A public relations nightmare

There are many events in history that make public relations and communications specialist cringe.

Most communicators would opt out on joining the British Petroleum team during the oil spill or the Tylenol team in 1982. In today’s news the event all communicators run from is Omar Khadr and his case to come home.

The Globe and Mail wrote an excellent article explain the timeline on Khadr’s nightmare.

It all started on July 27, 2002, a 16-year-old Khadr is taken in to U.S. custody and charged with the murder of Sergeant Christopher Speer. Eight years later, Khadr pleads guilty to all terrorist and murder charges.

(Take a quick second to read the in between of the Khadr trial)

For a communicator Khadr’s story is impossible to solve for three reasons:

  1. His family
  2. The audience is naturally against him
  3. It is no longer about Khadr

His family

It is hard to get the audience on your side when your sister tells the BBC: “Pain is pain. It is up to God to judge those people” while talking about the London bombings in 2005 (source: BBC).

The biggest problem for Khadr is the audience that will help him come home and try to live a normal life is the Canadian public (i.e. the Honourable Stephen Harper). Being part of a family that refuses to condemn terror attacks with a father who is friends with Osama Bin Laden makes it hard for the friendly Western country to repatriate Khadr.

People just don’t like him

In public relations we are taught to concentrate on those who have positive thoughts towards your key messages. And not pay attention to those against your key messages.

However, what do you do when 49 per cent of the audience hates the idea of repatriating Khadr and 70 per cent thinks he is guilty (source: the Globe and Mail).

Who do you concentrate on then? The insignificant 25 per cent of Canadians who believe Khadr should serve his sentence in Canada. And could that 25 per cent change the Honourable Mr. Harper’s opinion about Khadr?

Khadr is a catalyst

Khadr is not famous for killing a U.S. soldier. He is talked about because his situation brings up other issues.

Some of the issues are:

–          Khadr was a child when he committed the crime. However, he was part of a terrorist group. Should his father take that responsibility then? What happens when the father is dead?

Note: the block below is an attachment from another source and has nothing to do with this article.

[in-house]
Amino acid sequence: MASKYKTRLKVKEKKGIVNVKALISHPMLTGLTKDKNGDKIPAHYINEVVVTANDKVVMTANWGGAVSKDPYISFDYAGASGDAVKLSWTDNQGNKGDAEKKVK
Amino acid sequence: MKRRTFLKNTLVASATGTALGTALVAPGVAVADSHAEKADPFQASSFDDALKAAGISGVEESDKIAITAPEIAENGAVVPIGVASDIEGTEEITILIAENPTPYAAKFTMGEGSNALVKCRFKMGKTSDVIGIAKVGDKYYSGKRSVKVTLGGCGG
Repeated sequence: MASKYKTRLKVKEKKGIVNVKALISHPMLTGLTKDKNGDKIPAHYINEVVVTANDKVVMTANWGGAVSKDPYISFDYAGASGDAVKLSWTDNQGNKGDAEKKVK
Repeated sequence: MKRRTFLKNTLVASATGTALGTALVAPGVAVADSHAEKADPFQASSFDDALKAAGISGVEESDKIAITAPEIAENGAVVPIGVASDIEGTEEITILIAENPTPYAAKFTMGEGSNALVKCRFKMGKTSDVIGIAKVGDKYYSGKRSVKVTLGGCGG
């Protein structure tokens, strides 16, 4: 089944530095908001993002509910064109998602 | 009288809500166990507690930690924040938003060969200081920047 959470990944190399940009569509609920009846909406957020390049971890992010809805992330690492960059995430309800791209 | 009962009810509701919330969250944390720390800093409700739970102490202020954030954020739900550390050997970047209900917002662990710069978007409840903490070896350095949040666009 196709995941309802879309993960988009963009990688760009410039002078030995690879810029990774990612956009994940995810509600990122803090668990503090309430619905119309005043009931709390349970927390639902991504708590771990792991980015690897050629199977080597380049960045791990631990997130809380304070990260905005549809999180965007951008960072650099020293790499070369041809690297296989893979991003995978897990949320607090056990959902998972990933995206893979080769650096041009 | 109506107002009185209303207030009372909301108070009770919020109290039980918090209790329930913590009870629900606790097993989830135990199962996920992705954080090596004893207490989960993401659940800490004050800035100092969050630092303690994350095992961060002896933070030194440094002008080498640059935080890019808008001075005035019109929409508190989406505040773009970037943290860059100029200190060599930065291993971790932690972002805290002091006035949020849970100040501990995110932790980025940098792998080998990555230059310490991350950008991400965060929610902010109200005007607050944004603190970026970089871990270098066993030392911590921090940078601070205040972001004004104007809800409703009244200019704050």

–          What is considered a war crime? Khadr technically killed the U.S. soldier in a line of fire. Other child soldiers who have killed civilians in Afghanistan in the name of terrorism are not prosecuted because it falls under the war crime of aggression. So why is Khadr prosecuted?

–          Khadr claimed he was tortured while in the custody of U.S. military officials. Torture was prohibited in October 1994. However, little has been done to protect Khadr from the alleged torturing.

–          Jurisdictional Renunciation: Khadr could have been extradited to his homeland for detention. However, the fact that Canada decided against it is not considered unconstitutional, it is rather a questionable constitutionality.

And the list can go on and on. A very smart teacher of mine, Mr. Bradley Mosley-Williams one year taught me, when dealing with an issue concentrate on issues surrounding the main issue. Khadr’s issue is unfortunately surrounded by other controversial issues.

Below is a diagram showing the issues surrounding Khadr.

There is almost no winning for Khadr and his communications team. The main issue is just too controversial to attack, and even if you try to avoid it and concentrate on related issues, those issues are also controversial.

Hopefully, a superman of communications will come save the day for Omar Khadr.

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